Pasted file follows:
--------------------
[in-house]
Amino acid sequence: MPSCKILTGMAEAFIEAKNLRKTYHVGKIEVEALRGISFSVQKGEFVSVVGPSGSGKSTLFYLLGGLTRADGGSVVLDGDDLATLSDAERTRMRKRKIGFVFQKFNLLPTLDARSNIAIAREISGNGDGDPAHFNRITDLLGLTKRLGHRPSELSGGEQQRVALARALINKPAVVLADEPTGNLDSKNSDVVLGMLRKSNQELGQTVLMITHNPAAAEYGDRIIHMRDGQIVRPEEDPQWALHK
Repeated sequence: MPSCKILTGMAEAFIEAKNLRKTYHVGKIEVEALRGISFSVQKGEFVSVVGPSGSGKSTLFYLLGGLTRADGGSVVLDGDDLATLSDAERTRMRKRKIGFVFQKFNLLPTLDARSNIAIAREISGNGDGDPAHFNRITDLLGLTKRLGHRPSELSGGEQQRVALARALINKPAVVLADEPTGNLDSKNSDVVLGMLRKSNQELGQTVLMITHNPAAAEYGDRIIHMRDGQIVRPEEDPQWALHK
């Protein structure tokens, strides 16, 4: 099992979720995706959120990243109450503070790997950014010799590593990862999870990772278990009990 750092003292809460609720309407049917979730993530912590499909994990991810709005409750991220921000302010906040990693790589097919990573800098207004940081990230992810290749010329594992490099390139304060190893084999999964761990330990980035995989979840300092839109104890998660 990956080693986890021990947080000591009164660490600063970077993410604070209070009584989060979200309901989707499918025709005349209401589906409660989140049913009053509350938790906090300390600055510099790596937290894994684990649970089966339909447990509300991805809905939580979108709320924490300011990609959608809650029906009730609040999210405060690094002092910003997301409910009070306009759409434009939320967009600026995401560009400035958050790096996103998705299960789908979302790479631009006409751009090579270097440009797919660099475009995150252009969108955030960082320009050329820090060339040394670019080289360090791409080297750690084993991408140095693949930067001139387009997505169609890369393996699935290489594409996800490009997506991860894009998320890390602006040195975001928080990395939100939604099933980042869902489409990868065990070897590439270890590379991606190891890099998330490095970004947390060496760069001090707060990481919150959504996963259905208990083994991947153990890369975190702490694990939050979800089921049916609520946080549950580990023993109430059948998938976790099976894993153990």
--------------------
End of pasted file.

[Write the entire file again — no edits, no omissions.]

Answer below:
[in-house]
Amino acid sequence: MPSCKILTGMAEAFIEAKNLRKTYHVGKIEVEALRGISFSVQKGEFVSVVGPSGSGKSTLFYLLGGLTRADGGSVVLDGDDLATLSDAERTRMRKRKIGFVFQKFNLLPTLDARSNIAIAREISGNGDGDPAHFNRITDLLGLTKRLGHRPSELSGGEQQRVALARALINKPAVVLADEPTGNLDSKNSDVVLGMLRKSNQELGQTVLMITHNPAAAEYGDRIIHMRDGQIVRPEEDPQWALHK
Repeated sequence: MPSCKILTGMAEAFIEAKNLRKTYHVGKIEVEALRGISFSVQKGEFVSVVGPSGSGKSTLFYLLGGLTRADGGSVVLDGDDLATLSDAERTRMRKRKIGFVFQKFNLLPTLDARSNIAIAREISGNGDGDPAHFNRITDLLGLTKRLGHRPSELSGGEQQRVALARALINKPAVVLADEPTGNLDSKNSDVVLGMLRKSNQELGQTVLMITHNPAAAEYGDRIIHMRDGQIVRPEEDPQWALHK
């Protein structure tokens, strides 16, 4: 099992979720995706959120990243109450503070790997950014010799590593990862999870990772278990009990 750092003292809460609720309407049917979730993530912590499909994990991810709005409750991220921000302010906040990693790589097919990573800098207004940081990230992810290749010329594992490099390139304060190893084999999964761990330990980035995989979840300092839109104890998660 990956080693986890021990947080000591009164660490600063970077993410604070209070009584989060979200309901989707499918025709005349209401589906409660989140049913009053509350938790906090300390600055510099790596937290894994684990649970089966339909447990509300991805809905939580979108709320924490300011990609959608809650029906009730609040999210405060690094002092910003997301409910009070306009759409434009939320967009600026995401560009400035958050790096996103998705299960789908979302790479631009006409751009090579270097440009797919660099475009995150252009969108955030960082320009050329820090060339040394670019080289360090791409080297750690084993991408140095693949930067001139387009997505169609890369393996699935290489594409996800490009997506991860894009998320890390602006040195975001928080990395939100939604099933980042869902489409990868065990070897590439270890590379991606190891890099998330490095970004947390060496760069001090707060990481919150959504996963259905208990083994991947153990890369975190702490694990939050979800089921049916609520946080549950580990023993109430059948998938976790099976894993153990």